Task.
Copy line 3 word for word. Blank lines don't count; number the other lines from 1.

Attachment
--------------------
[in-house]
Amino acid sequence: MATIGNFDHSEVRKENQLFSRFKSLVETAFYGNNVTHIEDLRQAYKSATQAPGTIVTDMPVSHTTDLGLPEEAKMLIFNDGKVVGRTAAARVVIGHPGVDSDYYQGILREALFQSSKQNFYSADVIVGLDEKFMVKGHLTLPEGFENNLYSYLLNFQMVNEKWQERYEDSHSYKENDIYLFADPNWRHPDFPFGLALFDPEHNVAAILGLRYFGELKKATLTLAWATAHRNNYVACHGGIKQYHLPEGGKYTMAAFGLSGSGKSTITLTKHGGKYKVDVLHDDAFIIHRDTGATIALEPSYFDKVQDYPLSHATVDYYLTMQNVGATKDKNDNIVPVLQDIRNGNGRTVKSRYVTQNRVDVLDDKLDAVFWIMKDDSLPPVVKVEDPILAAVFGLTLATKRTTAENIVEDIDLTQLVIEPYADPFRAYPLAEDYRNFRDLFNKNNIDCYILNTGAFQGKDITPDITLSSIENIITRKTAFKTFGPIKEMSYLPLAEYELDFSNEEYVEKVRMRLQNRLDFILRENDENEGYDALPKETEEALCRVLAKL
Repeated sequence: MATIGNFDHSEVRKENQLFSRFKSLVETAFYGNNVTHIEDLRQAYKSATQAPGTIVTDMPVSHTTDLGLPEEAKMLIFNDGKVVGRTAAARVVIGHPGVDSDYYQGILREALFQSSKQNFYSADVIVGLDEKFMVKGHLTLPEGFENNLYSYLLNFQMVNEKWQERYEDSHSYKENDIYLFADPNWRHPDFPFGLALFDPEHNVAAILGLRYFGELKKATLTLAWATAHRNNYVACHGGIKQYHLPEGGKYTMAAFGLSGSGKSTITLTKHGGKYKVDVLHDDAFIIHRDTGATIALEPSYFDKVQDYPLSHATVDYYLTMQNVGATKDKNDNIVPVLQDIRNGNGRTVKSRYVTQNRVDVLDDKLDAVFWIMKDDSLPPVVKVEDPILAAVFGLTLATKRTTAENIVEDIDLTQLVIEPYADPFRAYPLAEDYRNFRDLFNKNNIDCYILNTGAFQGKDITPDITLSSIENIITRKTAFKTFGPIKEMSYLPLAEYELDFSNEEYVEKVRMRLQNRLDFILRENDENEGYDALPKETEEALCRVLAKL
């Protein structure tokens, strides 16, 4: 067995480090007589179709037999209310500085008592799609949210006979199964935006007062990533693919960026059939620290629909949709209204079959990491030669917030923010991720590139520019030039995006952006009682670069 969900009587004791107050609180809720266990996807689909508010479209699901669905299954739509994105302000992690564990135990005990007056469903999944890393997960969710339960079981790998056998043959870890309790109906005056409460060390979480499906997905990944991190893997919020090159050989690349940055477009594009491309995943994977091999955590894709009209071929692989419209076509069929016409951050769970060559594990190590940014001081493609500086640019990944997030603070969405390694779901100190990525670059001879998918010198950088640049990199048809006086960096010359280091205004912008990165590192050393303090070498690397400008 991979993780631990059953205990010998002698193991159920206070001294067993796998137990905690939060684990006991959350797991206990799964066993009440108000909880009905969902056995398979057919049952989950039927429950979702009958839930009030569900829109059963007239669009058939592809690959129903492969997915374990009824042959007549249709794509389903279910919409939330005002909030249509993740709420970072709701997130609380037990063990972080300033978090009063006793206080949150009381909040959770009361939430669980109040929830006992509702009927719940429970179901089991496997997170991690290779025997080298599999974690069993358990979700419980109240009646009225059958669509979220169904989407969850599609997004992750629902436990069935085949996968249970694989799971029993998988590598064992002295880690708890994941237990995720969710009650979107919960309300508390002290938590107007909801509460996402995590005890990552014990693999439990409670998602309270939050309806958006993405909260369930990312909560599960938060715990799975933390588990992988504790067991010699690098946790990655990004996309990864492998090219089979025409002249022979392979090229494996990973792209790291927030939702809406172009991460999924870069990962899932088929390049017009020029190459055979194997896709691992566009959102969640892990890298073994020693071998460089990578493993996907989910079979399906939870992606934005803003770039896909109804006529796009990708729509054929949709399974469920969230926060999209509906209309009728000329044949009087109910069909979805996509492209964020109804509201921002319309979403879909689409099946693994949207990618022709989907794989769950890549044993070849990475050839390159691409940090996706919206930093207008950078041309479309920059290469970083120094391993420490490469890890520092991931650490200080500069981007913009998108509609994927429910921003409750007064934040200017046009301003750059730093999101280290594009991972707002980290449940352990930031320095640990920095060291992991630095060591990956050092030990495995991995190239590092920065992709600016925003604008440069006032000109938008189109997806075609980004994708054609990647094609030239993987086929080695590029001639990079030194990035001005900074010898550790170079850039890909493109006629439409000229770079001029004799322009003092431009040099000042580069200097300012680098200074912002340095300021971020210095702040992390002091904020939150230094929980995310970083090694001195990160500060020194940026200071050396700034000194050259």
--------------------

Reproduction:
Repeated sequence: MATIGNFDHSEVRKENQLFSRFKSLVETAFYGNNVTHIEDLRQAYKSATQAPGTIVTDMPVSHTTDLGLPEEAKMLIFNDGKVVGRTAAARVVIGHPGVDSDYYQGILREALFQSSKQNFYSADVIVGLDEKFMVKGHLTLPEGFENNLYSYLLNFQMVNEKWQERYEDSHSYKENDIYLFADPNWRHPDFPFGLALFDPEHNVAAILGLRYFGELKKATLTLAWATAHRNNYVACHGGIKQYHLPEGGKYTMAAFGLSGSGKSTITLTKHGGKYKVDVLHDDAFIIHRDTGATIALEPSYFDKVQDYPLSHATVDYYLTMQNVGATKDKNDNIVPVLQDIRNGNGRTVKSRYVTQNRVDVLDDKLDAVFWIMKDDSLPPVVKVEDPILAAVFGLTLATKRTTAENIVEDIDLTQLVIEPYADPFRAYPLAEDYRNFRDLFNKNNIDCYILNTGAFQGKDITPDITLSSIENIITRKTAFKTFGPIKEMSYLPLAEYELDFSNEEYVEKVRMRLQNRLDFILRENDENEGYDALPKETEEALCRVLAKL